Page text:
The Internet Can Save Lives

Question: Why is it so important for gay teenagers to hear stories from gay adults?

Dan Savage: LGBT teenagers are lied to about what it is to be a gay or lesbian or bi or trans adult.  They’re misinformed.  They’re not just bullied at school by their peers, they’re bullied at home by their parents all too often—and all too often then dragged off to churches on Sunday for more bullying from the pulpit. And it’s important then for gay and lesbian adults to reach out to these kids and share our stories, so that they can picture futures for themselves that are happy, that are worth sticking around for.  When a 13 year-old kills himself because he is gay, what is he saying is: "I can’t picture a future for myself with enough joy in it to compensate for the pain I'm in now." And gay and lesbian and bi and trans adults, we need to share our stories with these kids so that they can picture those futures, not one future.  That is why there's thousands of videos up on the website from all different kinds of gay and lesbian, and bi and trans people or picture a future for themselves, that is happy, where they’re reconciled to the families even if their families are homophobic now and will compensate for the pain that they’re in now. And historically, up to this moment, gay and lesbian adults didn’t feel comfortable talking to LGBT teenagers about our realities because we didn’t want to be accused of being pedophiles, accused of recruiting. And it wasn’t really until YouTube came along and this kind of social media that we could talk to them directly, reach them in their own homes without being accused of recruiting, really, or trying to touch them in inappropriate ways.  We’re just trying to touch their hearts.

I've said in the past when I've talked about coming out, I've talked about enduring high school, enduring middle school, homophobic families... that for gay men and lesbians and bi and trans folks, the coming out process is really our hero’s journey. And it often is the only thing that is common across all classes, races, sexual orientations.  Well, that doesn’t make any sense.  It’s the one unifying experience in the LGBT life.  We’re not all from the same religious backgrounds, racial backgrounds, economic backgrounds; but we all share this experience of suffering, really, almost invariably. And coming out and healing and to see these stories even as a gay adult is really touching, and for gay kids to see these stories when they’re in the midst of their hero’s journey really—when they’re being persecuted, when they’re suffering—to see people who emerged on the other side and are happy and are healthy and are you know have rewarding careers, which does not mean necessarily financially rewarding careers.  They’re doing things they love, they have people in their lives that they love, is wonderful and gay people are really just waiting for permission to share these stories.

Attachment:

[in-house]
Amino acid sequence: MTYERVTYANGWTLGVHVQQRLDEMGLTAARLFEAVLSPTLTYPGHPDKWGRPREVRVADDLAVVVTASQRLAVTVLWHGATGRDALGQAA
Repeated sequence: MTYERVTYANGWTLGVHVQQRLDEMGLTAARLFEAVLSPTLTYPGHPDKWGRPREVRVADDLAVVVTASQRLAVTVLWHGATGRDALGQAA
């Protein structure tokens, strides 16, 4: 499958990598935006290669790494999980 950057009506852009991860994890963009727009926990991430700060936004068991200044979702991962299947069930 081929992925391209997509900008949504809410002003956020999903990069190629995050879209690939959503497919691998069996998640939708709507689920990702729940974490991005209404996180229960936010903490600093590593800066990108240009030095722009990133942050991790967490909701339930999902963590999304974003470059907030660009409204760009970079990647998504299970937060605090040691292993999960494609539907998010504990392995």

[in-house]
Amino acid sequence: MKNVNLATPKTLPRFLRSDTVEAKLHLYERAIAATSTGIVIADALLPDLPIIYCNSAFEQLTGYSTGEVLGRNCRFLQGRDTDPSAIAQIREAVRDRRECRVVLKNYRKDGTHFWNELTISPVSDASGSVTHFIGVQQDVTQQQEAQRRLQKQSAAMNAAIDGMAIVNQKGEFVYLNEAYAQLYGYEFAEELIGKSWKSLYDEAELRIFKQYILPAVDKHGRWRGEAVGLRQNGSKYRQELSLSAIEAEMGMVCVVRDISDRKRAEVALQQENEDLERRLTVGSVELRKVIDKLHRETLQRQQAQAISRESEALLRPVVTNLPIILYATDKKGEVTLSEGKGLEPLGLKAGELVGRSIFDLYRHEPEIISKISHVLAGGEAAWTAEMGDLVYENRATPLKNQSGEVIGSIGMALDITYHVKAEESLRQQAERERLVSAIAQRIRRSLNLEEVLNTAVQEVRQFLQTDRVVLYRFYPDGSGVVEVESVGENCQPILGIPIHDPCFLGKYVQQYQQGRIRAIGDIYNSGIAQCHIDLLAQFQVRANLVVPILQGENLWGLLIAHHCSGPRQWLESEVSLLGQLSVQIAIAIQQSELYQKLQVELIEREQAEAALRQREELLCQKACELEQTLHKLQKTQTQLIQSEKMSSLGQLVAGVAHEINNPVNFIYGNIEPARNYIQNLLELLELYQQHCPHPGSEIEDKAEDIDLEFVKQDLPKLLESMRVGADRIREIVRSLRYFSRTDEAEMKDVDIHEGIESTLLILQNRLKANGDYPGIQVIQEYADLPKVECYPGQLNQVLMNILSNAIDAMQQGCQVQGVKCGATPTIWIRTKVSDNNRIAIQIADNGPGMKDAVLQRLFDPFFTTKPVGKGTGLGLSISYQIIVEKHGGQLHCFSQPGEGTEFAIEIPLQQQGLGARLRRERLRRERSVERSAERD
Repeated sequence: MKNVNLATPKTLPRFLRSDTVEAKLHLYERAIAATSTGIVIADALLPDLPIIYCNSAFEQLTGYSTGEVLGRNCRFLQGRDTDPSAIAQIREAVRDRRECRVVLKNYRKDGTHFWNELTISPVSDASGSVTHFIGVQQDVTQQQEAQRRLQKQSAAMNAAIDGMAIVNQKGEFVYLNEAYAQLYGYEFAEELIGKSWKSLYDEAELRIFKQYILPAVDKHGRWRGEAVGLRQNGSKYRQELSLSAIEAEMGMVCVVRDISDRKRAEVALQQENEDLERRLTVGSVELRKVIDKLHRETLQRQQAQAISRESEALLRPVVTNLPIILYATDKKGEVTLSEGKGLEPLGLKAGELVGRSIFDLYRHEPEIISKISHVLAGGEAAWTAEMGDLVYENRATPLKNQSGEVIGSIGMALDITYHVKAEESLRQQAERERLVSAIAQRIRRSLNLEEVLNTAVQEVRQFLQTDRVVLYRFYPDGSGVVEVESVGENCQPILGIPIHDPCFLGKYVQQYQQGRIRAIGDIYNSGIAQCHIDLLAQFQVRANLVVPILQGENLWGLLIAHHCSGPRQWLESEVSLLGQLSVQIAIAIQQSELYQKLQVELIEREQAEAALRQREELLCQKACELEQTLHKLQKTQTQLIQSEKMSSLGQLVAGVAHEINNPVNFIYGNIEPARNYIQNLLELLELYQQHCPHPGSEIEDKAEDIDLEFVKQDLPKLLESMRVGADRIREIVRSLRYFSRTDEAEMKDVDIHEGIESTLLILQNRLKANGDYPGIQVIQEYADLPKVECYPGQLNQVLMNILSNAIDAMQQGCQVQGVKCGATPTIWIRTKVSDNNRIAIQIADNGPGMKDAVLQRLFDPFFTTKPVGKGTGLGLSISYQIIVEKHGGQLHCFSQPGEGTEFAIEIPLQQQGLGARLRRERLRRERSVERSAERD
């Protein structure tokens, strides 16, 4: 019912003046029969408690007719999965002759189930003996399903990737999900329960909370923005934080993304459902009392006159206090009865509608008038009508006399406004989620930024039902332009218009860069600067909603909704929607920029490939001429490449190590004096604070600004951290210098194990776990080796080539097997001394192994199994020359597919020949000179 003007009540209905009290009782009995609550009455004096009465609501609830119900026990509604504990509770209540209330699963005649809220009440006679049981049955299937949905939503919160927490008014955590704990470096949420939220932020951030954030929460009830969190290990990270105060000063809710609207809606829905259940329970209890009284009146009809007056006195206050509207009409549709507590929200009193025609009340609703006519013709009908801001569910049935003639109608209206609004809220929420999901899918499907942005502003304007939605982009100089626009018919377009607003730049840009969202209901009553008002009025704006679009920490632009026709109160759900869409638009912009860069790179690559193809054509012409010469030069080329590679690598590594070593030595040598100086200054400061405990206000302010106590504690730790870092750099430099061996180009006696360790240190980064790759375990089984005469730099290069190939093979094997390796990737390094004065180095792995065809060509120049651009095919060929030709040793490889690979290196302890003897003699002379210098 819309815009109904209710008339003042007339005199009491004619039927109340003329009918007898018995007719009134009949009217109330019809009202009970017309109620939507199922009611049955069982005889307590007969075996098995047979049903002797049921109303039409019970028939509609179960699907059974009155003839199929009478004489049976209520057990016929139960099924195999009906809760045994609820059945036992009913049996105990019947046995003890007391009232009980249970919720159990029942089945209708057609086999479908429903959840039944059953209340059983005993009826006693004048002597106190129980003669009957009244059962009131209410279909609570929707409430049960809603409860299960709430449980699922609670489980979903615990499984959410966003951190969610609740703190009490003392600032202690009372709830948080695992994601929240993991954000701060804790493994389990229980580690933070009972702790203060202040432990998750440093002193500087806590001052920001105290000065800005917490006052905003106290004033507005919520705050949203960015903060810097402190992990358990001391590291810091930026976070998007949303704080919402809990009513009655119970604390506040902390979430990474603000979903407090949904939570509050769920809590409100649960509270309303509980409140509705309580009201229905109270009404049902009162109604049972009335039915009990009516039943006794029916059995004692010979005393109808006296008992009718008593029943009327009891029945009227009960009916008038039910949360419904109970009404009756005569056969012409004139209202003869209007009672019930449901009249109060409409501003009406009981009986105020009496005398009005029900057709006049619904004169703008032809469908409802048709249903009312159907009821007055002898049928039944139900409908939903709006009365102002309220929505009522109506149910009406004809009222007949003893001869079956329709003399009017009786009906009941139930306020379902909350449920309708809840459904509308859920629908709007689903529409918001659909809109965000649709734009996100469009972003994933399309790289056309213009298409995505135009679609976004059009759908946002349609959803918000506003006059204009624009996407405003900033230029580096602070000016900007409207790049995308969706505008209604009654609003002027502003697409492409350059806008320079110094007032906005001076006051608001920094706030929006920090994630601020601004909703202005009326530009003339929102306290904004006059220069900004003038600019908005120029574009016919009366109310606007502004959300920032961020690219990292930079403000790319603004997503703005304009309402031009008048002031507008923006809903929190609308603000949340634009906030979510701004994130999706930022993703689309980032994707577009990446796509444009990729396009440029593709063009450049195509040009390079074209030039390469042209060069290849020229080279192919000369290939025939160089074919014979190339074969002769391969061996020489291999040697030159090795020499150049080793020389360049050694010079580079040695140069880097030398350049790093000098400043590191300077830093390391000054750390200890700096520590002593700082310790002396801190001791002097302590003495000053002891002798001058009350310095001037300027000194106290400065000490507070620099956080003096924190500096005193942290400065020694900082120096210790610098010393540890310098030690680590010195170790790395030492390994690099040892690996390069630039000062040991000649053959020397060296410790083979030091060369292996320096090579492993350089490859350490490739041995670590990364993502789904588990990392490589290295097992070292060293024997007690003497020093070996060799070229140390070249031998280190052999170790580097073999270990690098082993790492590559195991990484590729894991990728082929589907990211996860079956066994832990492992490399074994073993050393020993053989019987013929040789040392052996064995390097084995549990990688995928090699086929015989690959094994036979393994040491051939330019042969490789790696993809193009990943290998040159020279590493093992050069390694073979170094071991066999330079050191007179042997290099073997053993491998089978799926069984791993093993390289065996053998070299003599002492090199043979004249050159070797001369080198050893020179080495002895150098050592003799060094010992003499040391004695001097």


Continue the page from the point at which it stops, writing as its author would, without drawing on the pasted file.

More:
I felt forever that I’d hear about a gay kid committing suicide and I’d think I wish I could have talked that kid for five minutes.  I would have been able to tell him it gets better, but I couldn’t talk to those kids.  I couldn’t talk to kids in Greensburg, Indiana or small towns in Texas and small towns in California.  I didn’t have permission.  Their schools, their parents, their churches aren’t going to bring in openly gay adults to talk to bullied gay kids about our lives and that it is wonderful to be an openly gay adult. And what is happening now is gay and lesbian and bi and trans people all over the world woke up and realized we didn’t need anyone’s permission anymore to talk to these kids, that we could make videos.  We can get on YouTube.  We can use Twitter and Facebook and speak to them directly, and, if need be, really go over the heads of their parents, go over the heads of their teachers and school administrators and go over the heads of their preachers and reach out to them directly and save their lives.

Question: Which videos have you found most touching?